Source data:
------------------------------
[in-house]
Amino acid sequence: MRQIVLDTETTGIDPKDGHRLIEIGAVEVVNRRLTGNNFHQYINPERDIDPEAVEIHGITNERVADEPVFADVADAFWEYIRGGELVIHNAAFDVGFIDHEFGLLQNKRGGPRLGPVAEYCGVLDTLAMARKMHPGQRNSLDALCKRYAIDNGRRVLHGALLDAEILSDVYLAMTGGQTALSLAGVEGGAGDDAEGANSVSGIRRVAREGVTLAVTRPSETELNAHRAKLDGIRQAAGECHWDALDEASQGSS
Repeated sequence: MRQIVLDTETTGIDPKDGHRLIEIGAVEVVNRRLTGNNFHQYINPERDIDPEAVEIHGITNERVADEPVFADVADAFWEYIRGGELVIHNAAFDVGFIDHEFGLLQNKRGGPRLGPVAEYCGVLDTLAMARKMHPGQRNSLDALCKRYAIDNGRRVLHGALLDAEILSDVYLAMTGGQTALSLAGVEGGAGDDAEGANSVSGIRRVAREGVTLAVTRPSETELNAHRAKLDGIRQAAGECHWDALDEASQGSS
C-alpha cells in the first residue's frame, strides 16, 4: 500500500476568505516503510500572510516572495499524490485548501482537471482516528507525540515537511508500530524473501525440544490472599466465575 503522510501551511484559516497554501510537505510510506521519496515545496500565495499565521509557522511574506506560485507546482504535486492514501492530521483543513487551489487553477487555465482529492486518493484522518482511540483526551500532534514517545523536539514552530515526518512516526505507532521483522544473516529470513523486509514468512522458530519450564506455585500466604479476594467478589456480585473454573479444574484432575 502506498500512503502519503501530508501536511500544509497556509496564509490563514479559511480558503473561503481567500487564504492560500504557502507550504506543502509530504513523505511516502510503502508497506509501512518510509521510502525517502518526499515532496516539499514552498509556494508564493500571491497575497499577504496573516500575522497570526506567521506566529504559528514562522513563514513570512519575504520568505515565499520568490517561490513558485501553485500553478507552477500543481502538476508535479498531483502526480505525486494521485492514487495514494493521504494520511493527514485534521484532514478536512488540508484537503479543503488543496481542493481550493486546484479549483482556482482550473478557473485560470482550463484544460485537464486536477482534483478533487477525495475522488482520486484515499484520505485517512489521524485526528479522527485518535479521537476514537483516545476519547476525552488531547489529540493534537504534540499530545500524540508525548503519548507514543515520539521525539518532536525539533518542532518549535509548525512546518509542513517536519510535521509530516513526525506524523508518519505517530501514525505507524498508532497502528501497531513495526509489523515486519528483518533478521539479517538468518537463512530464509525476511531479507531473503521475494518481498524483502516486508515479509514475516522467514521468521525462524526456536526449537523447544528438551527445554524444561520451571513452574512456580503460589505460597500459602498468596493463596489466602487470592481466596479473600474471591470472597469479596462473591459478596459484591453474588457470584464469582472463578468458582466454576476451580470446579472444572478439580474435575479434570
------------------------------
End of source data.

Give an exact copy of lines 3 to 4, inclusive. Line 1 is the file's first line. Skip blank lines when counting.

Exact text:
Repeated sequence: MRQIVLDTETTGIDPKDGHRLIEIGAVEVVNRRLTGNNFHQYINPERDIDPEAVEIHGITNERVADEPVFADVADAFWEYIRGGELVIHNAAFDVGFIDHEFGLLQNKRGGPRLGPVAEYCGVLDTLAMARKMHPGQRNSLDALCKRYAIDNGRRVLHGALLDAEILSDVYLAMTGGQTALSLAGVEGGAGDDAEGANSVSGIRRVAREGVTLAVTRPSETELNAHRAKLDGIRQAAGECHWDALDEASQGSS
C-alpha cells in the first residue's frame, strides 16, 4: 500500500476568505516503510500572510516572495499524490485548501482537471482516528507525540515537511508500530524473501525440544490472599466465575 503522510501551511484559516497554501510537505510510506521519496515545496500565495499565521509557522511574506506560485507546482504535486492514501492530521483543513487551489487553477487555465482529492486518493484522518482511540483526551500532534514517545523536539514552530515526518512516526505507532521483522544473516529470513523486509514468512522458530519450564506455585500466604479476594467478589456480585473454573479444574484432575 502506498500512503502519503501530508501536511500544509497556509496564509490563514479559511480558503473561503481567500487564504492560500504557502507550504506543502509530504513523505511516502510503502508497506509501512518510509521510502525517502518526499515532496516539499514552498509556494508564493500571491497575497499577504496573516500575522497570526506567521506566529504559528514562522513563514513570512519575504520568505515565499520568490517561490513558485501553485500553478507552477500543481502538476508535479498531483502526480505525486494521485492514487495514494493521504494520511493527514485534521484532514478536512488540508484537503479543503488543496481542493481550493486546484479549483482556482482550473478557473485560470482550463484544460485537464486536477482534483478533487477525495475522488482520486484515499484520505485517512489521524485526528479522527485518535479521537476514537483516545476519547476525552488531547489529540493534537504534540499530545500524540508525548503519548507514543515520539521525539518532536525539533518542532518549535509548525512546518509542513517536519510535521509530516513526525506524523508518519505517530501514525505507524498508532497502528501497531513495526509489523515486519528483518533478521539479517538468518537463512530464509525476511531479507531473503521475494518481498524483502516486508515479509514475516522467514521468521525462524526456536526449537523447544528438551527445554524444561520451571513452574512456580503460589505460597500459602498468596493463596489466602487470592481466596479473600474471591470472597469479596462473591459478596459484591453474588457470584464469582472463578468458582466454576476451580470446579472444572478439580474435575479434570